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Thursday, Nov 30, 2023

General Liability Insurance

There is a common misconception in the real estate and construction industry that only environmental and remediation contractors and design firms face environmental exposures. In reality, all members of the construction team need to protect themselves from legal issues arising out of environmental liability.

Virtually all property owners, developers, designers, general contractors and specialty contractors face risk associated with environmental exposure.

Many firms think they are already covered for pollution claims under their commercial general liability (CGL) policy. This may be partially true. However, the standard 1986 edition of the CG0001 CGL form provides extremely limited coverage.

The 1986 CGL form specifically excludes coverage of bodily injury and property damage arising from pollution releases, along with any costs or expenses associated with the testing, monitoring, clean-up, treatment, etc. of pollutants.

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Some pollution damage caused by products/completed operations and certain types of sudden and accidental incidents away from an insured’s business location or jobsite may be covered by the 1986 CGL policy.

Regardless, nonstandard CGL forms are often used and/or an absolute pollution exclusion endorsement is added by the issuing carrier that excludes all pollution liability coverage. If you have environmental liability loss, your general liability insurance most likely won’t cover your claim.

& #711; Contractors Comprise

Largest Percentage

General contractors comprise the largest percentage of companies in the real estate and construction industry that are misinformed about environmental liability exposures. General contractors, especially those who do not provide any labor on projects, feel that they aren’t at risk because they aren’t actually self-performing any of the work.

In one case, a general contractor was retained for a tenant improvement project. The general contractor hired a contractor for asbestos abatement of the area to be remodeled. But the plans furnished to the asbestos contractor were incomplete, and an area was missed.

The demolition contractor came across the asbestos during their portion of the work, but by then, it was too late. The construction workers and building occupants were exposed.

Some specialty contractors are also at an especially-high risk. Take mechanical contractors, for instance. In one case, a mechanical contractor installed a new HVAC system in a commercial new office building. In less than three years, the building was diagnosed with “Sick Building Syndrome” due to mold and mildew growth causing the release of airborne bacteria throughout the building.

The contractor was slammed with claims totaling in excess of $100,000. The contractor also had to eat the cost of decontaminating the HVAC system.

& #711; Material Washed

In Storm Drain

Another pertinent case is where a paving contractor put down the tack coat the night before they layed the asphalt for a new parking lot. That night, there was a huge rainstorm, and the petroleum-based material washed into the storm sewers and contaminated a neighboring stream. The company had to pay more than $200,000 for the clean-up.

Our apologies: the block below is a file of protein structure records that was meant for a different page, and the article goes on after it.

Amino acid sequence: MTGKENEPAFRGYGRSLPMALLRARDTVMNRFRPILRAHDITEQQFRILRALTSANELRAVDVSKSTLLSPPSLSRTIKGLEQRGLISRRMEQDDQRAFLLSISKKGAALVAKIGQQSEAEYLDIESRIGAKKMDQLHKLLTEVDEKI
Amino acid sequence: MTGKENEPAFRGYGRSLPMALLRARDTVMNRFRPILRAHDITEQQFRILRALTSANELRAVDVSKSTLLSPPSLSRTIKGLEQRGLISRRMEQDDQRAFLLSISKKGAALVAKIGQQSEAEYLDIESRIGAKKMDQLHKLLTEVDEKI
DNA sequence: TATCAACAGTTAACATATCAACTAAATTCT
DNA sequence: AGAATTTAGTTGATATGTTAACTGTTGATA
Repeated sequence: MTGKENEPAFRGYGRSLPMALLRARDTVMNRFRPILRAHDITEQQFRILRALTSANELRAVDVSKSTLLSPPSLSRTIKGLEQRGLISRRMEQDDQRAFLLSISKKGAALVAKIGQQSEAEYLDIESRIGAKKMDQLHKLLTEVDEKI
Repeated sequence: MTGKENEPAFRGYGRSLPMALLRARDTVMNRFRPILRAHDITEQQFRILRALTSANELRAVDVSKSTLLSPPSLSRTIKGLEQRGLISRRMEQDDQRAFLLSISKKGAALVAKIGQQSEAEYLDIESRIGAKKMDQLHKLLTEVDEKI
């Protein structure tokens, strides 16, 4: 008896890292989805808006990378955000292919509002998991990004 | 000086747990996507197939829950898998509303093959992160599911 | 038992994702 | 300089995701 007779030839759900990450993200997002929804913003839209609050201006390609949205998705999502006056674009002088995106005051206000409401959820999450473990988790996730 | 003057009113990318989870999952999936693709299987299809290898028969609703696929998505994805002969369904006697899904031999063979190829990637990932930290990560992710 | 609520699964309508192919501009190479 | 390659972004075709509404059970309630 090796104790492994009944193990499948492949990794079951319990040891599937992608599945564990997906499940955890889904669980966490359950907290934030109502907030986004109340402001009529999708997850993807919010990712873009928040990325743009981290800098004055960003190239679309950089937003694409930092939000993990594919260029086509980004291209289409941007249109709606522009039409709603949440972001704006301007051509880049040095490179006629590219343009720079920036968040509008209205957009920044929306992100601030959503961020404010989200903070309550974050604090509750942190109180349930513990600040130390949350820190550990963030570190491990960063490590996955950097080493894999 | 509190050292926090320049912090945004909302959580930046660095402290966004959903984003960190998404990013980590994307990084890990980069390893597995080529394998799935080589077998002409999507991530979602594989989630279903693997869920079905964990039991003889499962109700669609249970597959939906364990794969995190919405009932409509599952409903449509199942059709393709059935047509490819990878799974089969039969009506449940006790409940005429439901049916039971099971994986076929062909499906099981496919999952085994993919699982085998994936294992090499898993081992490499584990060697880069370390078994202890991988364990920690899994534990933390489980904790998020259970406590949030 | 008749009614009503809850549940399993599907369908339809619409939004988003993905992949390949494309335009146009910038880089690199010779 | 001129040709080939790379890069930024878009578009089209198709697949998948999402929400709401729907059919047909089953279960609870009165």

In many environmental liability cases, it can be proven that the contractor should not be held liable. But the contractor still has to go through the court system, and can spend hundreds of thousands of dollars in legal defense fees. If the company has environmental liability coverage, the insurance carrier will handle the battle on the contractor’s behalf.

Case in point: A general contractor was hired to build a new U.S. Postal Service facility. The general contractor excavated the site , which unknowingly, was contaminated , and moved the soil to another site, thus spreading the contamination. Although the contractor was indemnified from the owner that the site was not contaminated, it still had to go through the court system to prove that it was not at fault, thus spending a large amount on legal defense.

A company can be in business for decades without having a single exposure. Companies need this coverage for severity, not necessarily for the frequency. You may never have a claim. But if you do, and you aren’t properly insured, you stand to lose a lot of money.

There really is no excuse for companies to not add environmental liability coverage to their risk management plan. It is relatively inexpensive. For contractor’s pollution legal liability coverage, the cost usually runs between 5 cents to 20 cents per $100,000 of revenues for $1 million in coverage.

& #711; Thorough Research

Is Necessary

Firms also need to thoroughly research an insurance broker and carrier before purchasing environmental liability coverage. Few brokers have expertise in environmental liability, and few carriers even provide environmental liability coverage. Once a firm finds an insurance broker and carrier that provides the insurance, it has to make sure they understand the potential risks the company faces, and that they can provide it with a policy that offers adequate coverage.

Schabarum, CPCU, AFSB, is a principal with Cavignac & Associates, a commercial insurance brokerage firm specializing in insurance for the design and construction industry.


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